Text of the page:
In January, the director-general of the BBC, Lord Hall of Birkenhead, announced that the corporation intended to shift away from making programmes enjoyed by older members of the public to concentrate on the ‘lives and passions’ of young people, in particular 16- to 30-year-olds. Of course Hall was not the first BBC employee to take an obsessive interest in young people, and nor was his mantra anything other than the norm in a country where older people, who are comparatively well off, pay their taxes, commit little crime, consume like crazy and indeed pay the licence fee, are held in a certain contempt.
A month before Hall made his statement, the BBC had devoted considerable airtime to yoof and its wants, needs and aspirations regarding the general election. It was the only section of the population singled out thus. Meanwhile, the political parties had also targeted the young, demanding a younger voting age (to which I always reply: no representation without taxation!) and generally kowtowing to the gibbering inanities spouted by ambassadors for this intellectually challenged tranche of the population, such as Stormzy.
When the general election came around, though, it was the coffin dodgers wot won it. The young were still more disinclined to vote, as ever, and the balance of power was held by the working-class over-fifties; the greatly despised near-dead. That should have sent a message to all those determined to pursue young people with dubious promises — the politicians, the BBC, the media in general. The young have scant amounts of the following — money, influence, ability to concentrate etc. The desperate pursuit of them is more often than not fruitless and rankles with those who pay the bills, i.e. the rest of us.
For the BBC this is especially true: the young pay no attention to it. But then they never did. The BBC’s rock-solid audience is middle England — over-fifties middle England, people who still have a collective memory of the BBC as it once was. Why, then, piss them off further by telling them they are going to be ignored (and then scrapping the free licence fee for nearly all over-75s)? Is it a kind of existential hatred they have for the old from managers who think they are the reincarnation of Benjamin Button?
As I say, this lusting after the young is nothing new. When I was editor of the Today programme (1997-2003), I was continually enjoined to woo da yoof, given that the average age of our listeners was a repulsive and decrepit 57. The reasoning was that these people would, in ten years, be 67. And then 77, with incontinence pads and dementia. And then dead. And so nobody would be listening to my programme at all. They did not grasp that sooner or later these young people cease being young and their mindsets and tastes change. The demographic of Today programme listeners has not changed much since I left it, almost 20 years ago; the no-longer-young now tune in.
I was reminded of Lord Hall’s announcement when reading about the demise of Q magazine, which was set up in 1986 to cater for people with old-school tastes in rock music. It was, for a long while, as spectacularly successful as it was spectacularly unhip, retaining monthly sales of well above 200,000 even into the present century. Its last sales figures were about one-tenth of that amount and it has now bitten the dust. Its editor, Ted Kessler, blames Covid — and that undoubtedly had an effect. But not that much of an effect. The even less hip Mojo magazine is still going strong-ish on 55,000 sales. Its less-hipness is the important point. There are an awful lot of well-heeled people out there who like to wallow in the music of their younger days and would actively welcome a long feature reminiscing about the ghastly Steely Dan, or the making of Bob Dylan’s Blood on the Tracks. So serve them. Ditch your own self indulgent aspirations to be ‘relevant’ and ‘with it, daddy-o’ and serve the people who might buy your magazine.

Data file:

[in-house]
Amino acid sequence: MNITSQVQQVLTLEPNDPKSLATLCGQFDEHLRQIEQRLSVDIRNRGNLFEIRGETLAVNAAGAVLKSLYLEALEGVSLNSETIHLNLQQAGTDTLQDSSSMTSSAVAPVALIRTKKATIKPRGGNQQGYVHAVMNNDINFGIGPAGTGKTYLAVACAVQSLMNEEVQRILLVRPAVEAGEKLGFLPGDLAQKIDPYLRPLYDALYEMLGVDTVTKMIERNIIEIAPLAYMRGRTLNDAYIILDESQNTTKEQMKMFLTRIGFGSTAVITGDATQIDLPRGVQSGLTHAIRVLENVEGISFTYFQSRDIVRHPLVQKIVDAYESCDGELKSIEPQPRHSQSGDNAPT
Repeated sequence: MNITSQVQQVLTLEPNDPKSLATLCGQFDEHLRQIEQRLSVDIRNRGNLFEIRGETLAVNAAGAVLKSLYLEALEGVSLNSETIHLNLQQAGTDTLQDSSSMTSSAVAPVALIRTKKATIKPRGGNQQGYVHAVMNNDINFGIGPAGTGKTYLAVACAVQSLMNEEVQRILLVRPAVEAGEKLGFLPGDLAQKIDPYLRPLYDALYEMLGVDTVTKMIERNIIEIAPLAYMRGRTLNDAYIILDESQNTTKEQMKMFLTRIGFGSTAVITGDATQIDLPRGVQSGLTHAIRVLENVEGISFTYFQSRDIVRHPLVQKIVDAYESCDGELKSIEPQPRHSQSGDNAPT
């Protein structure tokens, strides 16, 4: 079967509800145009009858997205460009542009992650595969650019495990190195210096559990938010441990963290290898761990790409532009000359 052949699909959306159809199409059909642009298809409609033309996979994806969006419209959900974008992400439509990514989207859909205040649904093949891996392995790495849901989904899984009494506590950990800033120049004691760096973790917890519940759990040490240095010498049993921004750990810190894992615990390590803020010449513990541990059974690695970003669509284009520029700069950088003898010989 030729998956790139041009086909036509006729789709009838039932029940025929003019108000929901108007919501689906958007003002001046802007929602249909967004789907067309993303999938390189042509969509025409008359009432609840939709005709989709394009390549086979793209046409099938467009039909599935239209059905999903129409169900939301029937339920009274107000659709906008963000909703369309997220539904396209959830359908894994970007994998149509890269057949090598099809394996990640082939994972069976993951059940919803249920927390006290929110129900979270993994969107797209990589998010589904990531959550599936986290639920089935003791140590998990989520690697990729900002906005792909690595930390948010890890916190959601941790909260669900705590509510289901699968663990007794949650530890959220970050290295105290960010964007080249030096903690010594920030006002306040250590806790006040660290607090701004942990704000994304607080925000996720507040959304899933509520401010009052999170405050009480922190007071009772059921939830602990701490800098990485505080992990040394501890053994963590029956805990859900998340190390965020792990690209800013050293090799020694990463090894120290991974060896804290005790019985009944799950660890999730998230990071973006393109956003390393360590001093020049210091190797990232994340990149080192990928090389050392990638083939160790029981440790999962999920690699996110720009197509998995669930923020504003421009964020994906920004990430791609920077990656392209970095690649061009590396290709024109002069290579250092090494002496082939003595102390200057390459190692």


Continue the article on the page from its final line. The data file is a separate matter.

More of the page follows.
The same is true of the rock and pop sections of our national broadsheets, especially the weekend publications. Pathetically — given that I now have a senior citizens’ rail card — I try to keep up with what’s happening, baby, in popular music, scouring the net for new bands and performers, delving into as many of the subgenres as I can without going insane. And yet when albums are reviewed in the daily and weekend press, I recognise the names of only about 50 per cent of the artists.
The average age of readers for these newspapers is only a few years behind mine. But the critics — and this is especially true of rock critics, ironically, given that it is a deeply conservative and gradually dying medium — wish to be cutting-edge and hipper than thou. So the readers are treated to reviews of people of whom they have never heard — and all written in that peculiarly overwrought and hyperbolic prose which will be familiar to those who once thought, mistakenly, that the New Musical Express was a kind of bible. (That print magazine has bitten the dust too. The writing was on the wall in the mid-1980s when, tiring of opining about stuff as ephemeral as music, the journos decided they were a cross between Jacques Derrida and Che Guevara.)
Lord Hall departs the BBC in a month’s time. He has courted the youth and ethnic minorities. New layers of bureaucracy have been bolted on to ensure that these sections of society are catered for adequately. But the BBC’s quest for survival depends upon the broad support of middle England, which is tiring of being disdained. Lord Hall is a charming man, but everything he has done has been wrong.